On Wednesday, news broke that women who carry extra weight around the waist have an increased risk of developing womb cancer.
A study found that for every 0.1 unit increase in the ratio between a woman’s waist and hip, the risk of developing the disease increased by 21%.
It’s estimated that one in 41 women will be diagnosed with womb cancer in their lifetime. But what exactly is womb cancer? And what are the symptoms women should be looking out for?
What is it?
There are various types of gynaecological cancer, some of which include: cervical cancer, ovarian cancer, vaginal cancer, vulvar cancer and womb cancer (also known as uterine/endometrial cancer).
The latter refers to cancer which begin in the cells that make up the lining of the womb.
According to the Eve Appeal, womb cancer is the fourth most common cancer among women in the UK and roughly 9,300 new cases are diagnosed each year. The charity also predicts that “rates of womb cancer are set to double by 2030”.
It is more common among women who have been through the menopause, with most cases being diagnosed in women aged 40 to 74. However that’s not to say it’s exclusive to that age group.
People who have high levels of oestrogen have a higher risk of developing womb cancer. The NHS states there are a number of things that can cause this to happen including obesity, diabetes, and hormone replacement therapy (HRT).
Long-term use of the breast cancer drug tamoxifen can also increase the risk.
The main warning sign of womb cancer is unexplained vaginal bleeding – for example, bleeding when you’re not on your period or any bleeding at all among post-menopausal women.
According to the NHS, bleeding may start as light bleeding accompanied by a watery discharge, which may get heavier over time.
Other, less common symptoms of endometrial cancer include pain in the lower abdomen and pain during sex.
If the cancer reaches a more advanced stage, you might experience pain in the back, legs, or pelvis; loss of appetite; tiredness and nausea.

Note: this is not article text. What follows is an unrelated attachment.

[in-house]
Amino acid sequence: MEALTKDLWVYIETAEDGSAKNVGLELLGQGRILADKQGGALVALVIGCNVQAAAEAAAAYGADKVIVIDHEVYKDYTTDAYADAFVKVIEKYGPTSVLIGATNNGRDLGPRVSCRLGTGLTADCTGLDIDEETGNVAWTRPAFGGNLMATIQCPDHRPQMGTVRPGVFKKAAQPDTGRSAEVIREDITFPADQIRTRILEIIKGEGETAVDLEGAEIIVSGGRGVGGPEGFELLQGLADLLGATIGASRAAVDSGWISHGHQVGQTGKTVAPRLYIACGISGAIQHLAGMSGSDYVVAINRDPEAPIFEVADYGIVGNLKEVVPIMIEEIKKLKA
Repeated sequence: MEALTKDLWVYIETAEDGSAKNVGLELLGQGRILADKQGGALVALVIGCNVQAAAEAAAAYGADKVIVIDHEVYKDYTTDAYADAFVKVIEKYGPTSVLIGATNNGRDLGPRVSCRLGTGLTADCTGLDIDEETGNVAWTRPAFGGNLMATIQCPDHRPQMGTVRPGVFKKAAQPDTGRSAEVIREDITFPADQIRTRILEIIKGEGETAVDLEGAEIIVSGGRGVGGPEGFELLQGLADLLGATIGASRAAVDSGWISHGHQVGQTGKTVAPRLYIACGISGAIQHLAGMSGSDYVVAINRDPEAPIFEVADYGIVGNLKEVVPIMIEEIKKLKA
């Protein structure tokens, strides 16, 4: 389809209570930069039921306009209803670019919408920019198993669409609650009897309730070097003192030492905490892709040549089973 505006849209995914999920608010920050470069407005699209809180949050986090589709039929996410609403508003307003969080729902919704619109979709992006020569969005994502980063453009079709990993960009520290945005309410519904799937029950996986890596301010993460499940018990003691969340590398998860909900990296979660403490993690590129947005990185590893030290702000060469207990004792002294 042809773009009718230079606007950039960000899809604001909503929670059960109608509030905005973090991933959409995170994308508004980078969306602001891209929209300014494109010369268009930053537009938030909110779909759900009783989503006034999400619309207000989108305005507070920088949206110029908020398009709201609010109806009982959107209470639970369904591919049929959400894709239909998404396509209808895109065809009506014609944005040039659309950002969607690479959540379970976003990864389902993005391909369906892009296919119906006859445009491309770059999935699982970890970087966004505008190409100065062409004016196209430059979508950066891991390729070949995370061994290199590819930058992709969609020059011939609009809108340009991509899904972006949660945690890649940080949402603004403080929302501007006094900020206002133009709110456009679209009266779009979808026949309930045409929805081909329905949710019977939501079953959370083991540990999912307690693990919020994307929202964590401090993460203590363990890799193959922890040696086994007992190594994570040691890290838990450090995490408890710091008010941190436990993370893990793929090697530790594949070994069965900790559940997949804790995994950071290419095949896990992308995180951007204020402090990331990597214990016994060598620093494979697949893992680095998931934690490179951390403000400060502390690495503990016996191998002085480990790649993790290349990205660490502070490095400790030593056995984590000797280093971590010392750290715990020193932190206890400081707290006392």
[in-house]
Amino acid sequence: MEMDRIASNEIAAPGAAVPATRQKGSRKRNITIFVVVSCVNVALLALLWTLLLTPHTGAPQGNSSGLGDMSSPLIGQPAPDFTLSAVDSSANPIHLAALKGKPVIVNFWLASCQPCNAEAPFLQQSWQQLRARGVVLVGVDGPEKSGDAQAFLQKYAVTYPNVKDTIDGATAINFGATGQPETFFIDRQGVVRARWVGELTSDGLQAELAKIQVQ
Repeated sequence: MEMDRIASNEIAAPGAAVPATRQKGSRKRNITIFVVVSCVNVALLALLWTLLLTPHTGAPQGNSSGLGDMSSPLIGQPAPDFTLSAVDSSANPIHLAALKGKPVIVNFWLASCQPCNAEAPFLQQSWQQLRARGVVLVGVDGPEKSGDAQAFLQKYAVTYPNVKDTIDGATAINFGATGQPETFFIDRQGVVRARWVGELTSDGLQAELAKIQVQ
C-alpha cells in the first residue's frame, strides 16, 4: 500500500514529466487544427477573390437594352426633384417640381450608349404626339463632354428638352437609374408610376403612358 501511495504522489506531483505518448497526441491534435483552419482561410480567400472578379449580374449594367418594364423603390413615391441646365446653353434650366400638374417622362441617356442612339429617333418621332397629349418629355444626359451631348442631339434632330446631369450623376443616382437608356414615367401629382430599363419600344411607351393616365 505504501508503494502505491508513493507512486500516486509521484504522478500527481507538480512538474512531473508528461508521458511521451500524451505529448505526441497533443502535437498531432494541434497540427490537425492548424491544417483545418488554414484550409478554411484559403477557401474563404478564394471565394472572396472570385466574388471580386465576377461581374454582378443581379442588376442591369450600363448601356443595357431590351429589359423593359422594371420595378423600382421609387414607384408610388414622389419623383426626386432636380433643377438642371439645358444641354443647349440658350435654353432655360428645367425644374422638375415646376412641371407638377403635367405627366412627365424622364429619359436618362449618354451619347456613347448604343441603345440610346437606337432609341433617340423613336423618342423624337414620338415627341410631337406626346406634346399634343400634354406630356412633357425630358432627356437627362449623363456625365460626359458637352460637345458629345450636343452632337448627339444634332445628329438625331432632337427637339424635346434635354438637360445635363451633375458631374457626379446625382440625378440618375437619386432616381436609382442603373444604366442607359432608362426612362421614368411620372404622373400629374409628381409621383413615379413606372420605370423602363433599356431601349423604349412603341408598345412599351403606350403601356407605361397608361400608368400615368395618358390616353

If you notice any of the above symptoms – particularly unexplained bleeding – you should book an appointment to see a doctor.
For post-menopausal women who experience symptoms, Oxford Online Pharmacy GP Dr Helen Webberley, said: “Hospitals often have one-stop, post-menopausal bleeding clinics where women can have an examination and ultrasound scan done the same day.
“Never ignore unusual blood loss, whatever your age and wherever it happens to be.”
Treatment for womb cancer depends on the stage the cancer is at, as well as the person’s general health when it’s diagnosed.
Surgery is the main course of treatment, which means the womb is removed together with the ovaries and fallopian tubes.
This is sometimes followed by radiotherapy or chemotherapy to try to kill any possible remaining cancer cells, depending on the stage and grade of the cancer.
Having a hysterectomy means patients are no longer able to have children. In cases where a woman is diagnosed with womb cancer and she wants to have a family, it may be possible to treat the cancer using hormone therapy – however this is in very specific circumstances, according to the NHS.
In advanced cases, patients will often be given more chemotherapy and, while the cancer may not be curable, the aim is to shrink it so that patients are able to “feel normal and enjoy life to the full”.
For more information, contact the Eve Appeal’s cancer information service Ask Eve which provides specialist nurse-led advice and support to women affected by gynaecological cancers or who are worried about the signs and symptoms associated with a gynaecological cancer.